aviel aviel - 5 months ago 25
Python Question

Reduce execution time on huge list generation

I'm fairly new to Python, and I'm trying to write some huge lists (with random letters inside). Actually it takes me around 75 - 80 seconds on my machine for 2,000,000 lines.

import timeit
import random, string

global_tab = []
global_nb_loop = 2000000

print("Generate %d lines" % global_nb_loop)
global_tab = []
for x in range(global_nb_loop):
global_tab.append(("".join( [random.choice(string.ascii_letters) for i in range(15)] ), "".join( [random.choice(string.digits) for i in range(2)])))
print("%d lines generated" % len(global_tab))


And the result with linux
time
command:

$ time python3 DEV/PyETL/generateList.py
Generate 2000000 lines
2000000 lines generated

real 1m16.844s
user 1m16.609s
sys 0m0.203s


I was surprised when monitoring system resources that only 1 core was at 100%, instead of 4 like on a Windows machine on which I've tested this too.

Of course I've tried to apply some threads, but I'm facing a problem: it takes more time than running on a single core. Maybe threads are not the solution or I'm probably using them wrong.

Here is the new code:

import random, string
import threading

global_tab = []
global_nb_threads = 4
global_nb_loop = 2000000


threadLock = threading.Lock()

class generateList(threading.Thread):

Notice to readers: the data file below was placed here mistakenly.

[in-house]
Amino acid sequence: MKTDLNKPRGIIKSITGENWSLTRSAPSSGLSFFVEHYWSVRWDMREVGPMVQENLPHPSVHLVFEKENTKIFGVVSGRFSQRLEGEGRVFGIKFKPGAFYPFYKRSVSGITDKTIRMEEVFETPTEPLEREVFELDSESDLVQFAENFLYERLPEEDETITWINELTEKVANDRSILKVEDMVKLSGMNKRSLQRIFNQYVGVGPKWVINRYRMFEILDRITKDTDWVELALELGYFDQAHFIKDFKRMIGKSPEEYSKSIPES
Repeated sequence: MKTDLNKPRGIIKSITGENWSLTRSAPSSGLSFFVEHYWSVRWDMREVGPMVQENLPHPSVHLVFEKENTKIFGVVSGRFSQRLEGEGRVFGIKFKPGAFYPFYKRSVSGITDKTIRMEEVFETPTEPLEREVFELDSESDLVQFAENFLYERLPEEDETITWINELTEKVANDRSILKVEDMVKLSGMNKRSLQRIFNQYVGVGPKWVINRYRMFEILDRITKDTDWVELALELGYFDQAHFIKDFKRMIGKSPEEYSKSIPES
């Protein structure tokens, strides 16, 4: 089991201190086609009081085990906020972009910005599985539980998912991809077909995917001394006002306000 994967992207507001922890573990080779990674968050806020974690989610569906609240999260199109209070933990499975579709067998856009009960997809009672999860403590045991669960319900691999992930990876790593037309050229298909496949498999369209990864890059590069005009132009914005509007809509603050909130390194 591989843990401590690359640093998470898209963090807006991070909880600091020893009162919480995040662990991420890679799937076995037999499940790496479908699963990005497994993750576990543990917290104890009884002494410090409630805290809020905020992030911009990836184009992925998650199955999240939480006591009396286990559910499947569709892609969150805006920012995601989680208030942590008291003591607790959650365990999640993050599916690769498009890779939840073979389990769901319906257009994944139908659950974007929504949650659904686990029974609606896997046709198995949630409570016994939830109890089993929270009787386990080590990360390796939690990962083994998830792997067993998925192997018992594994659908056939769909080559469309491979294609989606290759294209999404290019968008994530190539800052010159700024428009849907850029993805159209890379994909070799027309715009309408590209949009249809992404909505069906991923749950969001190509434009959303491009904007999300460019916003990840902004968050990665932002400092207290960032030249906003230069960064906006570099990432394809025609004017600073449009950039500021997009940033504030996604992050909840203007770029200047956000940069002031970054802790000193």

def __init__(self, name):
threading.Thread.__init__(self)
self.name = name

def run(self):
global global_tab
self.tab = []

print("[%s] Generate %d lines" % (self.name, int(global_nb_loop/global_nb_threads)))
# divide desirated lines with number of threads
for x in range(int(global_nb_loop/global_nb_threads)):
self.tab.append(("".join( [random.choice(string.ascii_letters) for i in range(15)] ), "".join( [random.choice(string.digits) for i in range(2)])))

threadLock.acquire()
global_tab += self.tab
threadLock.release()
del self.tab
print("[%s] %d lines in list" % (self.name, len(global_tab)))


for i in range(global_nb_threads):
# Create threads
t = generateList("Thread-" + str(i))
# Start
t.start()

for i in range(global_nb_threads):
# Wait for threads end
t.join()


And the execution:

$ time python3 DEV/PyETL/generateListThreads.py
[Thread-0] Generate 500000 lines
[Thread-1] Generate 500000 lines
[Thread-2] Generate 500000 lines
[Thread-3] Generate 500000 lines
[Thread-3] 500000 lines in list
[Thread-0] 1000000 lines in list
[Thread-2] 1500000 lines in list
[Thread-1] 2000000 lines in list
real 1m40.858s
user 1m41.208s
sys 0m0.916s


32 seconds more than 1 core with 100%, but monitoring shows that the 8 cores were with 20 - 40% load at the same time.

Since all threads are working at the same time, generating fewer rows and synchronizing only for updating a global variable, shouldn't the execution time be lower than a single core?

Answer

I am pretty sure your lock is not necessary and is slowing you down. (edit: actually, I just noticed the lock is used after the majority of the work is done, so isn't really relevant.)

global_tab += self.tab is (I think) atomic through the Python GIL. (Actually, this only claims list.extend(), so use that instead. Here's another reference: Are lists thread safe?